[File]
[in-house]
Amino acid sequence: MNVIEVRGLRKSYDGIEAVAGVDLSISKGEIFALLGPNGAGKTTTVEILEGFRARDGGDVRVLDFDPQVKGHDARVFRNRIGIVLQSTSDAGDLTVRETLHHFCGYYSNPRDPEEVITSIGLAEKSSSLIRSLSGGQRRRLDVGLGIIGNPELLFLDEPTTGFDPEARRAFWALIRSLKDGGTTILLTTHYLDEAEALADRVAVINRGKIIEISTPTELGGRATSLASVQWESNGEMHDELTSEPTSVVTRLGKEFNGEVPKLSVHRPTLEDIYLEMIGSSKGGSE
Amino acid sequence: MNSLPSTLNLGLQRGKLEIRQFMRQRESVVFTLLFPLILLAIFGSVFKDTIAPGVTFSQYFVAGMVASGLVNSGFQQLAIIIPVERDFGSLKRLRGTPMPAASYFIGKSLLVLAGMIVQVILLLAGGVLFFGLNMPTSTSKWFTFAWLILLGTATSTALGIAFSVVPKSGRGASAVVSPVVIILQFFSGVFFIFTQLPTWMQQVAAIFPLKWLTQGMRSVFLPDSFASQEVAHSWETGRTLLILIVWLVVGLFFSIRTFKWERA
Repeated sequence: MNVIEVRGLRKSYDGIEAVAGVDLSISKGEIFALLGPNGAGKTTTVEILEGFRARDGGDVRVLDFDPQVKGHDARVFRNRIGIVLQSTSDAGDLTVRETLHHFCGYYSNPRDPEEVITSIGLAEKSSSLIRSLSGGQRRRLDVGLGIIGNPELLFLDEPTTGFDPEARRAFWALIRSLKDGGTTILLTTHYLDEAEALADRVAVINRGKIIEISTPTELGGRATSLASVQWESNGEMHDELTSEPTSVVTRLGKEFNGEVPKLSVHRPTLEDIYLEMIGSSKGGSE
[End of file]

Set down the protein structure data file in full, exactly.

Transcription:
[in-house]
Amino acid sequence: MNVIEVRGLRKSYDGIEAVAGVDLSISKGEIFALLGPNGAGKTTTVEILEGFRARDGGDVRVLDFDPQVKGHDARVFRNRIGIVLQSTSDAGDLTVRETLHHFCGYYSNPRDPEEVITSIGLAEKSSSLIRSLSGGQRRRLDVGLGIIGNPELLFLDEPTTGFDPEARRAFWALIRSLKDGGTTILLTTHYLDEAEALADRVAVINRGKIIEISTPTELGGRATSLASVQWESNGEMHDELTSEPTSVVTRLGKEFNGEVPKLSVHRPTLEDIYLEMIGSSKGGSE
Amino acid sequence: MNSLPSTLNLGLQRGKLEIRQFMRQRESVVFTLLFPLILLAIFGSVFKDTIAPGVTFSQYFVAGMVASGLVNSGFQQLAIIIPVERDFGSLKRLRGTPMPAASYFIGKSLLVLAGMIVQVILLLAGGVLFFGLNMPTSTSKWFTFAWLILLGTATSTALGIAFSVVPKSGRGASAVVSPVVIILQFFSGVFFIFTQLPTWMQQVAAIFPLKWLTQGMRSVFLPDSFASQEVAHSWETGRTLLILIVWLVVGLFFSIRTFKWERA
Repeated sequence: MNVIEVRGLRKSYDGIEAVAGVDLSISKGEIFALLGPNGAGKTTTVEILEGFRARDGGDVRVLDFDPQVKGHDARVFRNRIGIVLQSTSDAGDLTVRETLHHFCGYYSNPRDPEEVITSIGLAEKSSSLIRSLSGGQRRRLDVGLGIIGNPELLFLDEPTTGFDPEARRAFWALIRSLKDGGTTILLTTHYLDEAEALADRVAVINRGKIIEISTPTELGGRATSLASVQWESNGEMHDELTSEPTSVVTRLGKEFNGEVPKLSVHRPTLEDIYLEMIGSSKGGSE